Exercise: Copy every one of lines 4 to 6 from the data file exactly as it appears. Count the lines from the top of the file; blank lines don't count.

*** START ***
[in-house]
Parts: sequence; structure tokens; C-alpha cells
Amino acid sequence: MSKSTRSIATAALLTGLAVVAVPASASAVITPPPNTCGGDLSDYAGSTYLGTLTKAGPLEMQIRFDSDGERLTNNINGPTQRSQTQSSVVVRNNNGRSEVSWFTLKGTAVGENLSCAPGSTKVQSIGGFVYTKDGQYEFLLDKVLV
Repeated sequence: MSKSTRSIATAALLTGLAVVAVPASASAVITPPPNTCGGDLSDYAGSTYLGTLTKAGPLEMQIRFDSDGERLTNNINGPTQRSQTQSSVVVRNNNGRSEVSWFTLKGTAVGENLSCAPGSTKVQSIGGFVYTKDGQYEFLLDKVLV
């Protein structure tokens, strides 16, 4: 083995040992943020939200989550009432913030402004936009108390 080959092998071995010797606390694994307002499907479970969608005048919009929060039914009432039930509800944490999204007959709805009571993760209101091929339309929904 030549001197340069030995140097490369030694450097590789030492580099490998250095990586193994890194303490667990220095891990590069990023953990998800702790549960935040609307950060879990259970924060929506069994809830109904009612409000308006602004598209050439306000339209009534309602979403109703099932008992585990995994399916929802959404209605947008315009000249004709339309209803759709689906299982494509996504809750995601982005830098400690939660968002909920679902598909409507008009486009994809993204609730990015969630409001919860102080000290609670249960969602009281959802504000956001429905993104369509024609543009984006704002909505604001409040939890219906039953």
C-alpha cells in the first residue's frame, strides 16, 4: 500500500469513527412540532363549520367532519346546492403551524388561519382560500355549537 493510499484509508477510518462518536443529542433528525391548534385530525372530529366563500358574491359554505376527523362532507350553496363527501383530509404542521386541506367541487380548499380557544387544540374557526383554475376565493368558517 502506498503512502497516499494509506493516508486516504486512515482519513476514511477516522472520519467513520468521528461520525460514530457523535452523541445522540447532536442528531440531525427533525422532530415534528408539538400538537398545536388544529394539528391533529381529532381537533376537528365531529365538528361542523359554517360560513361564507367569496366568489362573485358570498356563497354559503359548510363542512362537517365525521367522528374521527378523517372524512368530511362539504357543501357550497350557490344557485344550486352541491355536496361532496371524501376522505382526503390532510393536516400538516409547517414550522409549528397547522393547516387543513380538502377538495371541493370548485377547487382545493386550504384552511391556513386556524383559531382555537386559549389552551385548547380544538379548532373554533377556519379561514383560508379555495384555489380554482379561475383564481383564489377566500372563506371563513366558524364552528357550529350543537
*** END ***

Repeated sequence: MSKSTRSIATAALLTGLAVVAVPASASAVITPPPNTCGGDLSDYAGSTYLGTLTKAGPLEMQIRFDSDGERLTNNINGPTQRSQTQSSVVVRNNNGRSEVSWFTLKGTAVGENLSCAPGSTKVQSIGGFVYTKDGQYEFLLDKVLV
């Protein structure tokens, strides 16, 4: 083995040992943020939200989550009432913030402004936009108390 080959092998071995010797606390694994307002499907479970969608005048919009929060039914009432039930509800944490999204007959709805009571993760209101091929339309929904 030549001197340069030995140097490369030694450097590789030492580099490998250095990586193994890194303490667990220095891990590069990023953990998800702790549960935040609307950060879990259970924060929506069994809830109904009612409000308006602004598209050439306000339209009534309602979403109703099932008992585990995994399916929802959404209605947008315009000249004709339309209803759709689906299982494509996504809750995601982005830098400690939660968002909920679902598909409507008009486009994809993204609730990015969630409001919860102080000290609670249960969602009281959802504000956001429905993104369509024609543009984006704002909505604001409040939890219906039953």
C-alpha cells in the first residue's frame, strides 16, 4: 500500500469513527412540532363549520367532519346546492403551524388561519382560500355549537 493510499484509508477510518462518536443529542433528525391548534385530525372530529366563500358574491359554505376527523362532507350553496363527501383530509404542521386541506367541487380548499380557544387544540374557526383554475376565493368558517 502506498503512502497516499494509506493516508486516504486512515482519513476514511477516522472520519467513520468521528461520525460514530457523535452523541445522540447532536442528531440531525427533525422532530415534528408539538400538537398545536388544529394539528391533529381529532381537533376537528365531529365538528361542523359554517360560513361564507367569496366568489362573485358570498356563497354559503359548510363542512362537517365525521367522528374521527378523517372524512368530511362539504357543501357550497350557490344557485344550486352541491355536496361532496371524501376522505382526503390532510393536516400538516409547517414550522409549528397547522393547516387543513380538502377538495371541493370548485377547487382545493386550504384552511391556513386556524383559531382555537386559549389552551385548547380544538379548532373554533377556519379561514383560508379555495384555489380554482379561475383564481383564489377566500372563506371563513366558524364552528357550529350543537